This describes a real dilemma - if you guess more aggressive send windows then you will have a better chance of filling the network but you will also have a better chance of packet loss or over buffering. If you guess more conservative windows then loss and buffering happens less often but nothing ever runs very quickly. In the face of all those flows with independent congestion control blocks, there just isn't enough information available. (This of course is related to the famous Initial Window 10 proposal, which I support, but that's another non SPDY story.)

I'm sure you can see where this is going now. SPDY's parallelism, by virtue of being on a single TCP stream, leverages one busy shared congestion control block instead of dealing with 36 independent tiny ones. Because the stream is much busier it rarely has to guess at how much to send (you only need to guess when you're idle, SPDY is more likely to be getting active feedback), if it should drop a packet it reacts to that loss much better via the various fast recovery mechanisms of TCP, and when it is competing for bandwidth at a choke point it is much more responsive to the signals of other streams - reducing the over buffering problem.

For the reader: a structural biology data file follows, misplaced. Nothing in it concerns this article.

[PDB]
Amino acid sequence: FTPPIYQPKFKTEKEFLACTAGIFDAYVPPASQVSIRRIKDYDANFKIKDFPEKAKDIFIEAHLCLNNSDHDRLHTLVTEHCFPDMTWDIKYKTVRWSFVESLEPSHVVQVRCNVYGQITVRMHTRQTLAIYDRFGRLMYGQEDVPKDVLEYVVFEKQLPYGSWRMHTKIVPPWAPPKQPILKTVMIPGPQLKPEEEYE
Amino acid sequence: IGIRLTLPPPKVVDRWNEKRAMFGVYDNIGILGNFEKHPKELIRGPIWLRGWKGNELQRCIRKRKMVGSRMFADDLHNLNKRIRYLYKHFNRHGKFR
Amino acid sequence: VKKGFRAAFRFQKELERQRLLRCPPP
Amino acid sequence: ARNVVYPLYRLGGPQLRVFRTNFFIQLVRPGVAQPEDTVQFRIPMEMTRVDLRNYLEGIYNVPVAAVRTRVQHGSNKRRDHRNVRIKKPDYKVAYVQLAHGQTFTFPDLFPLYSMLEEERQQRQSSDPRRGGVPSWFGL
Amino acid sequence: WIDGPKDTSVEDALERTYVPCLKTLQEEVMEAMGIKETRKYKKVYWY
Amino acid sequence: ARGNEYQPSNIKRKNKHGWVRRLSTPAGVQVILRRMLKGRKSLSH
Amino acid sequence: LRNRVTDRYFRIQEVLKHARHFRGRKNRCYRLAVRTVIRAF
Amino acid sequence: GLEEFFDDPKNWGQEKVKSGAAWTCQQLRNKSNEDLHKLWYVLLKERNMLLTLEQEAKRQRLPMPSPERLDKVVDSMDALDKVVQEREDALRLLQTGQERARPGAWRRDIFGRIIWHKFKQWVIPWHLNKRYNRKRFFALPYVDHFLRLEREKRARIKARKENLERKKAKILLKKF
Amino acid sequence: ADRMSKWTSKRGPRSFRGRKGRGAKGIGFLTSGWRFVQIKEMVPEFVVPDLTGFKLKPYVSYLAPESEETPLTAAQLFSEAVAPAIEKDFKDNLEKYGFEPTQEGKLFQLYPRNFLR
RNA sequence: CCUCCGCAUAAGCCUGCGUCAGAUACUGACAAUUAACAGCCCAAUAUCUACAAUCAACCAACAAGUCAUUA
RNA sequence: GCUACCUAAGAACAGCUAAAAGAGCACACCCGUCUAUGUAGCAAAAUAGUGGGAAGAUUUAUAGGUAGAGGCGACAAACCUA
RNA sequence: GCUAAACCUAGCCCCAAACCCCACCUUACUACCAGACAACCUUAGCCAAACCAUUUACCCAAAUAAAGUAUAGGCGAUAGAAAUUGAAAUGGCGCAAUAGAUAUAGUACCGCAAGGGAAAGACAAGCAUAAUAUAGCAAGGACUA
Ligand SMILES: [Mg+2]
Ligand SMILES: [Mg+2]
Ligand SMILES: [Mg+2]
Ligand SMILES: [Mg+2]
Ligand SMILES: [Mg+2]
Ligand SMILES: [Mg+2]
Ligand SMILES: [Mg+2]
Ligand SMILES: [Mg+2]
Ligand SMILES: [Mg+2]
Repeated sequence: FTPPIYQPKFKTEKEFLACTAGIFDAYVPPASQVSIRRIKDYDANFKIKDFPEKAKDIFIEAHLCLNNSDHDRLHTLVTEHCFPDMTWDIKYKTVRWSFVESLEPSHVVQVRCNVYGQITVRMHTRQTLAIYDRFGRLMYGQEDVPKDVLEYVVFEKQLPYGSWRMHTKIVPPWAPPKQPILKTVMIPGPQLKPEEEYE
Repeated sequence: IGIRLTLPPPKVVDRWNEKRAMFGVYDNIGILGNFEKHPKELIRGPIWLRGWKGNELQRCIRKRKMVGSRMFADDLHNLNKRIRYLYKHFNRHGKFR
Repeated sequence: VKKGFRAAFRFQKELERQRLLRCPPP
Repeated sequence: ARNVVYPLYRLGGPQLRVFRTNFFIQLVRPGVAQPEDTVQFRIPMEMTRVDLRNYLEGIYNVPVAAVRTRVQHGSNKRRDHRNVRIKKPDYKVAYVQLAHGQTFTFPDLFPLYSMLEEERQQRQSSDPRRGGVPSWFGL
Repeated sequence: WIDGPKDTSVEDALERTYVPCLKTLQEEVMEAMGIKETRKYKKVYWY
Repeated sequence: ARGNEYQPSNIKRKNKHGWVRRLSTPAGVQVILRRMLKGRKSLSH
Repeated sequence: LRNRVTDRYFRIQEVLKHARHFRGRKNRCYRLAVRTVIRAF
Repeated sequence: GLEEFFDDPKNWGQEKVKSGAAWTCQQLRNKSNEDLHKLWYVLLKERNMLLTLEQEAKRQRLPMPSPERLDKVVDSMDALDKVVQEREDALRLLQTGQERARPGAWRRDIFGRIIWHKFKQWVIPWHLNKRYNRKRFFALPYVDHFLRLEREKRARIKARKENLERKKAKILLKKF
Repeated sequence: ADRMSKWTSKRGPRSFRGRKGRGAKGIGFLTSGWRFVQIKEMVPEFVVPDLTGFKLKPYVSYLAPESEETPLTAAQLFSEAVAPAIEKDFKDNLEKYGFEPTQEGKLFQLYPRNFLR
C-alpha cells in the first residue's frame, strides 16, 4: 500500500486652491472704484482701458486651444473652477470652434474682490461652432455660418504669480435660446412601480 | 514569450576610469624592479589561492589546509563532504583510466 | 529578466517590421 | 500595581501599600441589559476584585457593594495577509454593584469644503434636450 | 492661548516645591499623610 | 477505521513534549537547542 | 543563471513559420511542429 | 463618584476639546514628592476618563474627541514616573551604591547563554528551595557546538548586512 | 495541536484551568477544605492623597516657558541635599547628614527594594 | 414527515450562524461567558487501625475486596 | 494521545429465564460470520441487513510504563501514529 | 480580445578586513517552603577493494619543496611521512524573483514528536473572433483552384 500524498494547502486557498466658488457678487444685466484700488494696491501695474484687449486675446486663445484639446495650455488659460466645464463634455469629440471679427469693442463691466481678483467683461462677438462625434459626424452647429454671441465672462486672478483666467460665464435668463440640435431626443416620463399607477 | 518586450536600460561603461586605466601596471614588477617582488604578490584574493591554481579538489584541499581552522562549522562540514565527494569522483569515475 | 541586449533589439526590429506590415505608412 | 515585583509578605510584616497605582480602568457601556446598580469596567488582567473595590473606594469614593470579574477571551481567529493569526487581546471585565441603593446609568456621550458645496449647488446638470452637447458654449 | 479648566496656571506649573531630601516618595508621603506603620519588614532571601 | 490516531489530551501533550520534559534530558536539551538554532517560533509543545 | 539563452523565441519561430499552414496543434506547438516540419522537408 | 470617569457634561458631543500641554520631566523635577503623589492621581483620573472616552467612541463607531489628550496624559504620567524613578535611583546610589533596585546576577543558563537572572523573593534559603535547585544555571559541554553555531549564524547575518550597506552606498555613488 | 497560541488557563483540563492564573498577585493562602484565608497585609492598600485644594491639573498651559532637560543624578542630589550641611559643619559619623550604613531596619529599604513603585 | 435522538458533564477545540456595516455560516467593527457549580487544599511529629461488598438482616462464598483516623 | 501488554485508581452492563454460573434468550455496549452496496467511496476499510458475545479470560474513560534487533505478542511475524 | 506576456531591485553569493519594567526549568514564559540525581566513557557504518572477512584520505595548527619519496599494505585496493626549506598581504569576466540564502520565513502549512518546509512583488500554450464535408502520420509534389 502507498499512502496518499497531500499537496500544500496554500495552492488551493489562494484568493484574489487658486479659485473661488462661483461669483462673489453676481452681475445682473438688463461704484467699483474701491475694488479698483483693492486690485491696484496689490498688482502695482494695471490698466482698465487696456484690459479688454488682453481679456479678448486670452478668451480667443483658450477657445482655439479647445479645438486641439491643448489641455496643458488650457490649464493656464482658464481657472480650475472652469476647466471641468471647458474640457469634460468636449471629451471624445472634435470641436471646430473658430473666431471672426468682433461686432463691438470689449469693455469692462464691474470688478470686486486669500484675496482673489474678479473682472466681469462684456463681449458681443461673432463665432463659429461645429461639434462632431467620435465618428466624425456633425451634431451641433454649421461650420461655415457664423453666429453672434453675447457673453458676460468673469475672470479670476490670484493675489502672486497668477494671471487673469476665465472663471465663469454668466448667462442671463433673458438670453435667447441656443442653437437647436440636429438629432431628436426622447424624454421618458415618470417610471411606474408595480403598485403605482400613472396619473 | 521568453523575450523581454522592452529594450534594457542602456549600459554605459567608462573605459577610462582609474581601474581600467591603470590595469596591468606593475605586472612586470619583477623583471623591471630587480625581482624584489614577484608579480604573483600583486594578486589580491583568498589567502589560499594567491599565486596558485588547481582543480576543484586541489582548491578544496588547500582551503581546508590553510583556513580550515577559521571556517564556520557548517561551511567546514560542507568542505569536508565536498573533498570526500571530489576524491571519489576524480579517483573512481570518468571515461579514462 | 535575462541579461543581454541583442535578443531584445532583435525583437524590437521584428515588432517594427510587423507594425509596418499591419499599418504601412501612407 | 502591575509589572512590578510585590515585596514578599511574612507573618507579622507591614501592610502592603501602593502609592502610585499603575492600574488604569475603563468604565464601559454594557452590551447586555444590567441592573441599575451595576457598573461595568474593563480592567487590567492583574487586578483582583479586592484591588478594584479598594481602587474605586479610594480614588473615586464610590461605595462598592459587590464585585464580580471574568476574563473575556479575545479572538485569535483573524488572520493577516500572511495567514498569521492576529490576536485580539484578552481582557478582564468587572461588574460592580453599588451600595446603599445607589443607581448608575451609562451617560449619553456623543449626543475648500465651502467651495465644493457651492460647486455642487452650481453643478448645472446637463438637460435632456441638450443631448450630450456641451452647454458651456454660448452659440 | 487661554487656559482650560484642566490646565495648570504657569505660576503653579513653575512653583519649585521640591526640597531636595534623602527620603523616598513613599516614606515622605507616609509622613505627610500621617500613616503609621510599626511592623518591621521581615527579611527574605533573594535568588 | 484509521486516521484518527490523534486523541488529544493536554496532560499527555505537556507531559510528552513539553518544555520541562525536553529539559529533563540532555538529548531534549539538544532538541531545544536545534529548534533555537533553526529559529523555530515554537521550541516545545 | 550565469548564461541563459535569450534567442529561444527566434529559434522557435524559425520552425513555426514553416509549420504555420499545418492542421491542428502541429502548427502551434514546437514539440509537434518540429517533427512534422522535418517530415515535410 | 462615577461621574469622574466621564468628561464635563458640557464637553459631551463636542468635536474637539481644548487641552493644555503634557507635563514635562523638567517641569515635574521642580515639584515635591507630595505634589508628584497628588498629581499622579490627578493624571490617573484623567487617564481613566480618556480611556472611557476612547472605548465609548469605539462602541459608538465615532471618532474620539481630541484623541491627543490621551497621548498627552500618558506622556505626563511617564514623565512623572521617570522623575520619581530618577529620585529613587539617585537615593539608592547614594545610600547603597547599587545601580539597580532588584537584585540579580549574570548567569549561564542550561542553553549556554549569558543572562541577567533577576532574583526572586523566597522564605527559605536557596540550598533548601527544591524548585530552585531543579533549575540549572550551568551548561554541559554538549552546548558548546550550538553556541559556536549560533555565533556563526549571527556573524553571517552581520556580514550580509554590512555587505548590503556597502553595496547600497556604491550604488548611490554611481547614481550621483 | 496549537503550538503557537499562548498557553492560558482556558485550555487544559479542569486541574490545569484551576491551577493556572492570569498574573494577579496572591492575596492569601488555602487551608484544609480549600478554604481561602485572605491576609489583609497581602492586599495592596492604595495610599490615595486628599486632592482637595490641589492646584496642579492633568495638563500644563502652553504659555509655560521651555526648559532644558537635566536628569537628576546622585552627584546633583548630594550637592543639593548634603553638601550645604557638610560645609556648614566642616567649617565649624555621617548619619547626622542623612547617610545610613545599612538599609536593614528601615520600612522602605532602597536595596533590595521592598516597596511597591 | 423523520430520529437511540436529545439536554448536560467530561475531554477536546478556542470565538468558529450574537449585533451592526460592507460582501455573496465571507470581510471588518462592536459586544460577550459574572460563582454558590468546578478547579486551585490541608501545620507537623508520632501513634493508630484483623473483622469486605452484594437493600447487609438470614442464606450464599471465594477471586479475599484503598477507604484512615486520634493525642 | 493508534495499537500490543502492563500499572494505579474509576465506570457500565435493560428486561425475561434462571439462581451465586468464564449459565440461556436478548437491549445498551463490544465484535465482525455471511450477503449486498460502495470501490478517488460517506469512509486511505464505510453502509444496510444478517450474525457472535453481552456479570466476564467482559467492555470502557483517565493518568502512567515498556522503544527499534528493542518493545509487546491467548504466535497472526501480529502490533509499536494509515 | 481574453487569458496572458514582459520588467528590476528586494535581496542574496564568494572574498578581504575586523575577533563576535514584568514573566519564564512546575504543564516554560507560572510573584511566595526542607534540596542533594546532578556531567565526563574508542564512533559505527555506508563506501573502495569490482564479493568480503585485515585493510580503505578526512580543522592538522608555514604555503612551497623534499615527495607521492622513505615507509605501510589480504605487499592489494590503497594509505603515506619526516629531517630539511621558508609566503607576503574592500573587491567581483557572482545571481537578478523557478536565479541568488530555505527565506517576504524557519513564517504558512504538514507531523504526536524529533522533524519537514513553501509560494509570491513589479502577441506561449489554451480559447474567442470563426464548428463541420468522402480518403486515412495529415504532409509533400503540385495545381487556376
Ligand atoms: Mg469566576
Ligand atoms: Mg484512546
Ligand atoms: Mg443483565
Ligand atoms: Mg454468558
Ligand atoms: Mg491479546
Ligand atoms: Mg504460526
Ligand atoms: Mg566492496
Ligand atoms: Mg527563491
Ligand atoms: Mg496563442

It is for these reasons that SPDY is really exciting to me. Parallel connections work great - they work so great that it is hard to have SPDY significantly improve on the page load time of highly sharded site unless there is a very high amount of latency present.  But the structural advantages of SPDY enable important efforts like RTCWeb as well as provide better network utilization and help servers scale when compared to HTTP. Even if page load times only stay at par, those other good for the Internet attributes make it worth deploying.

#2: SPDY is over SSL every time.

I greatly lament that I am late to the school of SSL-all-the-time. I spent many years trying to eek the greatest amount of server responses per watt that was possible. I looked at SSL and saw impediments. That stayed with me.